Marker Logo HMdb.org THE HISTORICAL
MARKER DATABASE
“Bite-Size Bits of Local, National, and Global History”
“Bite-Size Bits of Local, National, and Global History”
Fort Hancock in Hudspeth County, Texas — The American South (West South Central)
 

Camp Rice

Built in 1884-5

 
 
Camp Rice Marker image. Click for full size.
By William F Haenn, December 1, 2014
1. Camp Rice Marker
Inscription.
Department Commander
Brigadier General D.S. Stanley, U.S.A.
Planned by
Major J.G.C. Lee, Chief Quartermaster.
Post Commander
Captain T.A. Baldwin, 10th Cav’y.
Officer in charge of Construction
Lieut. E.B. Ives, 19th Inft’y.
Contractor
W.S. Pleasants.

 
Erected 1885 by U.S. Army.
 
Marker series. This marker is included in the Buffalo Soldiers, and the San Antonio-El Paso Road marker series.
 
Location. 31° 17.487′ N, 105° 51.472′ W. Marker is in Fort Hancock, Texas, in Hudspeth County. Marker is on State Highway 20 west of Knox Avenue (State Highway 148), on the left when traveling north. Touch for map. Marker is in this post office area: Fort Hancock TX 79839, United States of America.
 
Other nearby markers. At least 1 other marker is within walking distance of this marker. Cpl. Benito Martinez (approx. 0.7 miles away).
 
Regarding Camp Rice. (Site of Fort Hancock) Fort Hancock began as a military establishment named Camp Rice in 1884, along the San Antonio-El Paso Military Road. Camp Rice took the place of Fort Quitman which was abandoned further south on the Rio Grande in 1877. The new post was established by troops of the 10th U.S. Cavalry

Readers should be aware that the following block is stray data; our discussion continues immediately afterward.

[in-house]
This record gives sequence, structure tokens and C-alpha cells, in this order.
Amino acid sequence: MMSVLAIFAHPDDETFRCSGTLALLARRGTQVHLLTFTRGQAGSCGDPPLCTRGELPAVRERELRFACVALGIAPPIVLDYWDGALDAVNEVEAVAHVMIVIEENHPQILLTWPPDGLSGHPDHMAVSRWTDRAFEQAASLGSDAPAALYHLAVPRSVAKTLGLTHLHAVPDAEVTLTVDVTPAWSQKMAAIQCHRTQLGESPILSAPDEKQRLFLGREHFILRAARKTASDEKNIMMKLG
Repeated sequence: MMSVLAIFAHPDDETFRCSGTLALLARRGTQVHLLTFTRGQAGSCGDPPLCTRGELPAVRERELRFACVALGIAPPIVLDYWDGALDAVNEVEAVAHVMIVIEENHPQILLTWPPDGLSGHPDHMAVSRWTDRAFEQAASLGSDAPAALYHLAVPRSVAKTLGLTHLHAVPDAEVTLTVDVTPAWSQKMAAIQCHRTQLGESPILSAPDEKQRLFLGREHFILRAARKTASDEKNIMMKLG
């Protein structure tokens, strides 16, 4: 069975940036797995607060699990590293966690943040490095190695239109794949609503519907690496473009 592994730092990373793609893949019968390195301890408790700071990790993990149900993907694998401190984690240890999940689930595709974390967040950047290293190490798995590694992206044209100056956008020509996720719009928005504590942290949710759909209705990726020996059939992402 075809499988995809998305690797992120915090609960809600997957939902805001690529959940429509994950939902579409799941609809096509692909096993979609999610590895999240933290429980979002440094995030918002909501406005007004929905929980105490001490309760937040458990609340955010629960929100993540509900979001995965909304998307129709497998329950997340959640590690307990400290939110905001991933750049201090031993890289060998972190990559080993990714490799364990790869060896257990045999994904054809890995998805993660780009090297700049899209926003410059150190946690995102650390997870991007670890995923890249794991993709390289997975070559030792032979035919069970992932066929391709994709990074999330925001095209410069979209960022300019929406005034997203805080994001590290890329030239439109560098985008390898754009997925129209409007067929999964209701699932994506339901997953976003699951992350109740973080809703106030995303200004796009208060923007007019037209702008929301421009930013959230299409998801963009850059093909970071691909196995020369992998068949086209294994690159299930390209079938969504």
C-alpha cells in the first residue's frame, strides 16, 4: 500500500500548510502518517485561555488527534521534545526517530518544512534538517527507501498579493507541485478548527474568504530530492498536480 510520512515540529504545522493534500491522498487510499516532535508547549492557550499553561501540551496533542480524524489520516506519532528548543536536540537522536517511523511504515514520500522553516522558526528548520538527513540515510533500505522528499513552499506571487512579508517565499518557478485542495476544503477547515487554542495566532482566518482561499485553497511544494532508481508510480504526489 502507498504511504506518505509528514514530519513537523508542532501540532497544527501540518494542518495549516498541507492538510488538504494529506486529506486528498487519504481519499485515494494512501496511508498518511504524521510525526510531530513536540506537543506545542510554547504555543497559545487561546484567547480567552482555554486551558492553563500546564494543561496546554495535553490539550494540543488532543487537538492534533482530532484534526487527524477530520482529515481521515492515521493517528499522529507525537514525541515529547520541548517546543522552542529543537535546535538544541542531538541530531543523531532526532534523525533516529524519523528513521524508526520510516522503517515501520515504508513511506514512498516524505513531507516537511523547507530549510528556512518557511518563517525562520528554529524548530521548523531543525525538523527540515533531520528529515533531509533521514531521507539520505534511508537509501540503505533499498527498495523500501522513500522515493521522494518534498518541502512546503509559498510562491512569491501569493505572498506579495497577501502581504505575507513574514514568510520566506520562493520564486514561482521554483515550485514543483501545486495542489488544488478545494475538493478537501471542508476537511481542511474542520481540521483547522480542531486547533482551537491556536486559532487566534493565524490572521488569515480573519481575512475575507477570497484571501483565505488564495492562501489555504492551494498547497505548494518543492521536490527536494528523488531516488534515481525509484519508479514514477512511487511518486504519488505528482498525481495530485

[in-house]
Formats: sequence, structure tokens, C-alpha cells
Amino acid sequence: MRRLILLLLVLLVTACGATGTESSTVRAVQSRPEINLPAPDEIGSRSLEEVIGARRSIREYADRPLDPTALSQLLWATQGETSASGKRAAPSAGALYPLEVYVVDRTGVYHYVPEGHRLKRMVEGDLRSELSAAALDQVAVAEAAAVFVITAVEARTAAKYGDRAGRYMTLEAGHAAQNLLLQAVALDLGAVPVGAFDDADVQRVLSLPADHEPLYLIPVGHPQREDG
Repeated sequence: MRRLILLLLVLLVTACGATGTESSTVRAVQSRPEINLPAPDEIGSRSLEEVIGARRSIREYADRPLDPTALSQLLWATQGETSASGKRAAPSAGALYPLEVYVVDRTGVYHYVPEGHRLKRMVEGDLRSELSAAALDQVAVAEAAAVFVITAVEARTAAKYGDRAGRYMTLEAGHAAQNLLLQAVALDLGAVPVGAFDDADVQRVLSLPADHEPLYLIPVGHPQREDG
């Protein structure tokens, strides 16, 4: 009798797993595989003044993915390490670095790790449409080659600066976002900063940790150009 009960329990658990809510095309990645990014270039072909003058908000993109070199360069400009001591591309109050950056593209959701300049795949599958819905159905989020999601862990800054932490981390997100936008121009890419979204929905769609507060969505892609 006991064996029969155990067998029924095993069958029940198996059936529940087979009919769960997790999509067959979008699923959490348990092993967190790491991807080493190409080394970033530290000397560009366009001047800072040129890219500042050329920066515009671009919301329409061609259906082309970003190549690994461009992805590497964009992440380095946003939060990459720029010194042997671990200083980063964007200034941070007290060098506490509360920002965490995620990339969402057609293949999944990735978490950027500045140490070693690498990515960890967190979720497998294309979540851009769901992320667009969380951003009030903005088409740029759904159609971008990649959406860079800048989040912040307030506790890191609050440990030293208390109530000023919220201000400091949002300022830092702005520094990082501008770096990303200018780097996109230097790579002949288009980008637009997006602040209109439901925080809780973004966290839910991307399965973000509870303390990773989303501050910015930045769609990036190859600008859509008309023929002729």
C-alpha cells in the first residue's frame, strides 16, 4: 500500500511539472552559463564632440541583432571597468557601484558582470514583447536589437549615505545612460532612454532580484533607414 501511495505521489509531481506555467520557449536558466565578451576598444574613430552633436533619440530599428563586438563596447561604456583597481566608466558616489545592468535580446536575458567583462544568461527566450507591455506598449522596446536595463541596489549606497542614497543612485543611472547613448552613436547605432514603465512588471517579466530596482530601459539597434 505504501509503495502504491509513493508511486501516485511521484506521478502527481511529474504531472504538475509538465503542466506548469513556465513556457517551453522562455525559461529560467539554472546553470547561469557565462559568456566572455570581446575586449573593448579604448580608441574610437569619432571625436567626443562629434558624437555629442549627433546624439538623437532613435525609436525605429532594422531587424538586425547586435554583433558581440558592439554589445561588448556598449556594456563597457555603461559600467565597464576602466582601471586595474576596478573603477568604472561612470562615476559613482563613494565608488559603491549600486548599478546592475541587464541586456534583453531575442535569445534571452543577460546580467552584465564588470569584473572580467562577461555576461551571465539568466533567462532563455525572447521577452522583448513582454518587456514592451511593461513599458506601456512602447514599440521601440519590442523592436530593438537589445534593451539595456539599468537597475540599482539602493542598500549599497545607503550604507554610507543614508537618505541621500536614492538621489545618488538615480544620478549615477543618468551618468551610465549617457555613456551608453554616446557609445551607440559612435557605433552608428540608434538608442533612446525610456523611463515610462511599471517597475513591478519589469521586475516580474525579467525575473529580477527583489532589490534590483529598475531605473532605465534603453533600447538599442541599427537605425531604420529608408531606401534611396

Camp Rice Marker site image. Click for full size.
By William F Haenn, December 1, 2014
2. Camp Rice Marker site
The site of Camp Rice/Fort Hancock is now a cotton field. The mountains in the distance are in Mexico.
the famed Buffalo Soldiers of the Indian Wars. Camp Rice did not grow after moving to this community, and rarely hosted more than sixty men. It was renamed Fort Hancock in 1886 after the death of General Winfield Scott Hancock, a hero of the battle of Gettysburg. The fort was damaged in a flood that year, but rebuilt. It was damaged again in a flood in 1894, then abandoned in 1895. Federal troops were sent to Fort Hancock in 1918 to contain Mexican "bandits and outlaws" operating along the border. It was suspected the bandits were being directed by German agents.
 
Categories. Forts, Castles
 
Bench made from the bricks of Fort Hancock image. Click for full size.
By William F Haenn, December 1, 2014
3. Bench made from the bricks of Fort Hancock
Brick bench from
old Ft. Hancock
1884-1895
Erected by
Hudspeth Valley Woman’s Club
1965
Brigadier General David S. Stanley image. Click for full size.
circa 1880s
4. Brigadier General David S. Stanley
Medal of Honor recipient and Commander of the Department of Texas at the time Camp Rice was built.
Theodore Anderson Baldwin image. Click for full size.
circa 1890s
5. Theodore Anderson Baldwin
Baldwin was the post commander at the time Camp Rice was built. He retired from the U.S. Army as a Brigadier General in 1903.
 
 
Credits. This page was last revised on June 16, 2016. This page originally submitted on December 4, 2014, by William F Haenn of Fort Clark (Brackettville), Texas. This page has been viewed 305 times since then and 83 times this year. Photos:   1, 2, 3, 4, 5. submitted on December 4, 2014, by William F Haenn of Fort Clark (Brackettville), Texas. • Bernard Fisher was the editor who published this page.
Paid Advertisement